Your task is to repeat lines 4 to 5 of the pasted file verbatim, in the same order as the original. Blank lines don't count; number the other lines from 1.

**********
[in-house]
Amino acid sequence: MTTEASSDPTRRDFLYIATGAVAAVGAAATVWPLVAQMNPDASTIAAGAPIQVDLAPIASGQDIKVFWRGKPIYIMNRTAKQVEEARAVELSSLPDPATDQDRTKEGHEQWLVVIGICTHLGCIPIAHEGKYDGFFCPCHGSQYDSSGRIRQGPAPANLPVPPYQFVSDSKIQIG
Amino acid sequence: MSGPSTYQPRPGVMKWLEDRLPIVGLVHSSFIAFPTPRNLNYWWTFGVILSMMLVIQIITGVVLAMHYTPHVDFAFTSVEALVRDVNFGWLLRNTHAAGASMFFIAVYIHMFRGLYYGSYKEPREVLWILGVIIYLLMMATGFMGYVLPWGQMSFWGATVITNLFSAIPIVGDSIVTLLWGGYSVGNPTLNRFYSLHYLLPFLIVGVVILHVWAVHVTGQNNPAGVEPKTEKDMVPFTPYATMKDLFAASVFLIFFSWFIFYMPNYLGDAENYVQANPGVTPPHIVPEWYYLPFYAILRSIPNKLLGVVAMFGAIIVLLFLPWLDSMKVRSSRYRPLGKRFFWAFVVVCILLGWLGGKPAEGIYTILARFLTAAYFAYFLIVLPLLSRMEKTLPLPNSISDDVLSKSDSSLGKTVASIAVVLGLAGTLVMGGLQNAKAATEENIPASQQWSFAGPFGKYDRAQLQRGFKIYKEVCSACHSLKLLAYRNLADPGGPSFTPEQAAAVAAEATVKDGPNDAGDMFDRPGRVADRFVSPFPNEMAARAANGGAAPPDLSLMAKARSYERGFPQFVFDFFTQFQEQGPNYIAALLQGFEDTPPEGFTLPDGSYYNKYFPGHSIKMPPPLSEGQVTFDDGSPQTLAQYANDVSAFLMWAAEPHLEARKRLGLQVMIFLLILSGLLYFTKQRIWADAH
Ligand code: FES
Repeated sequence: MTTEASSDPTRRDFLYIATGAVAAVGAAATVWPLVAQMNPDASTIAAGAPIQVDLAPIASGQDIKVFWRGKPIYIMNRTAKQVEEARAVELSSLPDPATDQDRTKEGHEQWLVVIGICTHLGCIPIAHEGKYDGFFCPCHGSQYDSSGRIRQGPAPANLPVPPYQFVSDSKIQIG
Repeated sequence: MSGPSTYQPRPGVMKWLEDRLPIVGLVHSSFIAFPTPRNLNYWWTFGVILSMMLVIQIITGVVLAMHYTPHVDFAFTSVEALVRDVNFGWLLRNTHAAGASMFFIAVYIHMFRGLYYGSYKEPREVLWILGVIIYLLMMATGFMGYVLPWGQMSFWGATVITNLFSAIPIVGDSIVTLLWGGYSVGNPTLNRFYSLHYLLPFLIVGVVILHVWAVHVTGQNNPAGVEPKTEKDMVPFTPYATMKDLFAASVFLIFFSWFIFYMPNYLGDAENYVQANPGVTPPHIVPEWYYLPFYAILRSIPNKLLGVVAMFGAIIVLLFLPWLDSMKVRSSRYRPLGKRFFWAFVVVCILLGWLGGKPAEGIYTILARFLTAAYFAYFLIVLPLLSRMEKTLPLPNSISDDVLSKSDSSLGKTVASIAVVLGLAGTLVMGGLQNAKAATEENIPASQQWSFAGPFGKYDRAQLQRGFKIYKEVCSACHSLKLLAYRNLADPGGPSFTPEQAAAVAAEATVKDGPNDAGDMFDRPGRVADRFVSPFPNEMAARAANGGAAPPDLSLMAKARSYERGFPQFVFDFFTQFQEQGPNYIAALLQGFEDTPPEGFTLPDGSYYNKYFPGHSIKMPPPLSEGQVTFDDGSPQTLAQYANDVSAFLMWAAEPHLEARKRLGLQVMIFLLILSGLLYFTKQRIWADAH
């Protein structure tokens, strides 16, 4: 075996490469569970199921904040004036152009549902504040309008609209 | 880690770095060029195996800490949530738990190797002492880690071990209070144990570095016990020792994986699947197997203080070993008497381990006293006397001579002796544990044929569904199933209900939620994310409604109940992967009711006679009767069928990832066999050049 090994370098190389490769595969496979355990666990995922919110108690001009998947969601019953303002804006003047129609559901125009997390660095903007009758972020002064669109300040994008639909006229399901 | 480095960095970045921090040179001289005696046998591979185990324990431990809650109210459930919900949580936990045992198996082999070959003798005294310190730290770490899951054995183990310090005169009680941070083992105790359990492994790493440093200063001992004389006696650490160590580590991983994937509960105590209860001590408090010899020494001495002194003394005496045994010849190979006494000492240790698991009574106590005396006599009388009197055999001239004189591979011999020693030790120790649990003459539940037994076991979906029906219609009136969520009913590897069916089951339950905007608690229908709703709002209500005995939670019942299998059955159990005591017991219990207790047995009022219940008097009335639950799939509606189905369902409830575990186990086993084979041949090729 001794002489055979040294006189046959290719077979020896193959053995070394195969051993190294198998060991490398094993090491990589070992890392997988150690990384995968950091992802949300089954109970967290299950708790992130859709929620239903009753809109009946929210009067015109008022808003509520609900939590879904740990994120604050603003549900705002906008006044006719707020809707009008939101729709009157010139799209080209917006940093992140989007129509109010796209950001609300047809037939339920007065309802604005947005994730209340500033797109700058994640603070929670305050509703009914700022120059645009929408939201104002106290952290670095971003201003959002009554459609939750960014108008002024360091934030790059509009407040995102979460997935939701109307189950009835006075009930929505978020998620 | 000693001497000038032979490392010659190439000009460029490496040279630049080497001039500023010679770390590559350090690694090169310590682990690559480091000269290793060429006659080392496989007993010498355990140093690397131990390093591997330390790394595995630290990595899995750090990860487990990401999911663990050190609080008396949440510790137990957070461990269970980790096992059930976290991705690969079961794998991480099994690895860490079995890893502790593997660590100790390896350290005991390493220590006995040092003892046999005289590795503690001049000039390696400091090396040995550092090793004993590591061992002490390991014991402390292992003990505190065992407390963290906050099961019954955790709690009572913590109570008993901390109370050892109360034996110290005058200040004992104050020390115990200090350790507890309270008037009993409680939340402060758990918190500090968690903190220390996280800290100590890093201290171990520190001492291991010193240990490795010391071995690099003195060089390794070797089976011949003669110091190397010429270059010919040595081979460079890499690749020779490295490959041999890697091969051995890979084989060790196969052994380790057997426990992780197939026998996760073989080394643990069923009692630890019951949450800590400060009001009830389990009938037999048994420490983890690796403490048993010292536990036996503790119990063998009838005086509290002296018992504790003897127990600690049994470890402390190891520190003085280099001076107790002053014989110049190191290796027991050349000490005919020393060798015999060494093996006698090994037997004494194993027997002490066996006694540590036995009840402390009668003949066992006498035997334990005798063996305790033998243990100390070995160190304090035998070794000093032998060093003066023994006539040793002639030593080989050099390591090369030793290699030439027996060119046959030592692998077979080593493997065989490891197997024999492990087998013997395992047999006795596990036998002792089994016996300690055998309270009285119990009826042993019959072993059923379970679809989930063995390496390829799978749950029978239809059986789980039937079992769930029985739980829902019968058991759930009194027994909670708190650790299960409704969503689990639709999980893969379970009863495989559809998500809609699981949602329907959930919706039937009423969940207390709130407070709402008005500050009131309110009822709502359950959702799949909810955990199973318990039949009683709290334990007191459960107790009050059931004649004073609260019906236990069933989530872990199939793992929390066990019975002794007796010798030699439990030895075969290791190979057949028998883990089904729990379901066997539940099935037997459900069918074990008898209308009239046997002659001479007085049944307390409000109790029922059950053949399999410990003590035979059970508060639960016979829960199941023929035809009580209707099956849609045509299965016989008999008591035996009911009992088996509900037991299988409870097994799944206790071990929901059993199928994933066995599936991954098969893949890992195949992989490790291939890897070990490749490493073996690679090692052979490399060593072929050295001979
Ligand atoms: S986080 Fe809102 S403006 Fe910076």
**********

Ligand code: FES
Repeated sequence: MTTEASSDPTRRDFLYIATGAVAAVGAAATVWPLVAQMNPDASTIAAGAPIQVDLAPIASGQDIKVFWRGKPIYIMNRTAKQVEEARAVELSSLPDPATDQDRTKEGHEQWLVVIGICTHLGCIPIAHEGKYDGFFCPCHGSQYDSSGRIRQGPAPANLPVPPYQFVSDSKIQIG